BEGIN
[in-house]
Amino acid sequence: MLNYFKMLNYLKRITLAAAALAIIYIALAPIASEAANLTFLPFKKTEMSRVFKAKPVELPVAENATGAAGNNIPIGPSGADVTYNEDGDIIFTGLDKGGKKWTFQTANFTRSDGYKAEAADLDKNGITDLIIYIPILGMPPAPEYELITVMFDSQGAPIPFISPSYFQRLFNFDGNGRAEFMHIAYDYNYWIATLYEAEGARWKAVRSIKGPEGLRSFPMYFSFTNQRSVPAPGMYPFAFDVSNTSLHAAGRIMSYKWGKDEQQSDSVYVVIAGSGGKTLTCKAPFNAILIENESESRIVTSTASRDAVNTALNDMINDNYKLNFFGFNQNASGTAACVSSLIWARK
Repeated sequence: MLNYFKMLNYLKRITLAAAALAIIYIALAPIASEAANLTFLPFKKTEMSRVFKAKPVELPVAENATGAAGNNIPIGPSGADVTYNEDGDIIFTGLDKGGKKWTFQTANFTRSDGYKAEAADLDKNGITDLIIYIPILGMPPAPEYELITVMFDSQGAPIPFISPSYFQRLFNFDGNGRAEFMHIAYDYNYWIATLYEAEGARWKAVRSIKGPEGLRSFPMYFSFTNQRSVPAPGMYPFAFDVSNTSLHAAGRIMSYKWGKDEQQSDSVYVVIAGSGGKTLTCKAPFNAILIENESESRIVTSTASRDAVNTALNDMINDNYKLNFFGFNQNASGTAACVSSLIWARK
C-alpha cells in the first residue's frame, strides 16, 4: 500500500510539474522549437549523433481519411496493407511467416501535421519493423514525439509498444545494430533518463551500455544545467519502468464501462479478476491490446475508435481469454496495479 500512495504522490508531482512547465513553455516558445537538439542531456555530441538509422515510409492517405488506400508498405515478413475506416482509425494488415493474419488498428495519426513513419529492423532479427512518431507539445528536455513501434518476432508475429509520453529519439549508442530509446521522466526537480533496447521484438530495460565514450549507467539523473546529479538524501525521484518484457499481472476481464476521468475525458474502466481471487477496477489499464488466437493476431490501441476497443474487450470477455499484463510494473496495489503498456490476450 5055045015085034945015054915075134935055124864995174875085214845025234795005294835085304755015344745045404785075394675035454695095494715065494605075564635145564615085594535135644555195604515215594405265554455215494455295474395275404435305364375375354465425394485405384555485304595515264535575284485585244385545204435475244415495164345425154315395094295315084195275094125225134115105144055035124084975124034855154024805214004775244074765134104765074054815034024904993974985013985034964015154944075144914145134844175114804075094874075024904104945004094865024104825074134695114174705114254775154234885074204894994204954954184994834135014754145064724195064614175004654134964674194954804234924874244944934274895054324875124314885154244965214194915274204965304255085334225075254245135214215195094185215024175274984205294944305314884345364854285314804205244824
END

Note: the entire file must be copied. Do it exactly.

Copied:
[in-house]
Amino acid sequence: MLNYFKMLNYLKRITLAAAALAIIYIALAPIASEAANLTFLPFKKTEMSRVFKAKPVELPVAENATGAAGNNIPIGPSGADVTYNEDGDIIFTGLDKGGKKWTFQTANFTRSDGYKAEAADLDKNGITDLIIYIPILGMPPAPEYELITVMFDSQGAPIPFISPSYFQRLFNFDGNGRAEFMHIAYDYNYWIATLYEAEGARWKAVRSIKGPEGLRSFPMYFSFTNQRSVPAPGMYPFAFDVSNTSLHAAGRIMSYKWGKDEQQSDSVYVVIAGSGGKTLTCKAPFNAILIENESESRIVTSTASRDAVNTALNDMINDNYKLNFFGFNQNASGTAACVSSLIWARK
Repeated sequence: MLNYFKMLNYLKRITLAAAALAIIYIALAPIASEAANLTFLPFKKTEMSRVFKAKPVELPVAENATGAAGNNIPIGPSGADVTYNEDGDIIFTGLDKGGKKWTFQTANFTRSDGYKAEAADLDKNGITDLIIYIPILGMPPAPEYELITVMFDSQGAPIPFISPSYFQRLFNFDGNGRAEFMHIAYDYNYWIATLYEAEGARWKAVRSIKGPEGLRSFPMYFSFTNQRSVPAPGMYPFAFDVSNTSLHAAGRIMSYKWGKDEQQSDSVYVVIAGSGGKTLTCKAPFNAILIENESESRIVTSTASRDAVNTALNDMINDNYKLNFFGFNQNASGTAACVSSLIWARK
C-alpha cells in the first residue's frame, strides 16, 4: 500500500510539474522549437549523433481519411496493407511467416501535421519493423514525439509498444545494430533518463551500455544545467519502468464501462479478476491490446475508435481469454496495479 500512495504522490508531482512547465513553455516558445537538439542531456555530441538509422515510409492517405488506400508498405515478413475506416482509425494488415493474419488498428495519426513513419529492423532479427512518431507539445528536455513501434518476432508475429509520453529519439549508442530509446521522466526537480533496447521484438530495460565514450549507467539523473546529479538524501525521484518484457499481472476481464476521468475525458474502466481471487477496477489499464488466437493476431490501441476497443474487450470477455499484463510494473496495489503498456490476450 5055045015085034945015054915075134935055124864995174875085214845025234795005294835085304755015344745045404785075394675035454695095494715065494605075564635145564615085594535135644555195604515215594405265554455215494455295474395275404435305364375375354465425394485405384555485304595515264535575284485585244385545204435475244415495164345425154315395094295315084195275094125225134115105144055035124084975124034855154024805214004775244074765134104765074054815034024904993974985013985034964015154944075144914145134844175114804075094874075024904104945004094865024104825074134695114174705114254775154234885074204894994204954954184994834135014754145064724195064614175004654134964674194954804234924874244944934274895054324875124314885154244965214194915274204965304255085334225075254245135214215195094185215024175274984205294944305314884345364854285314804205244824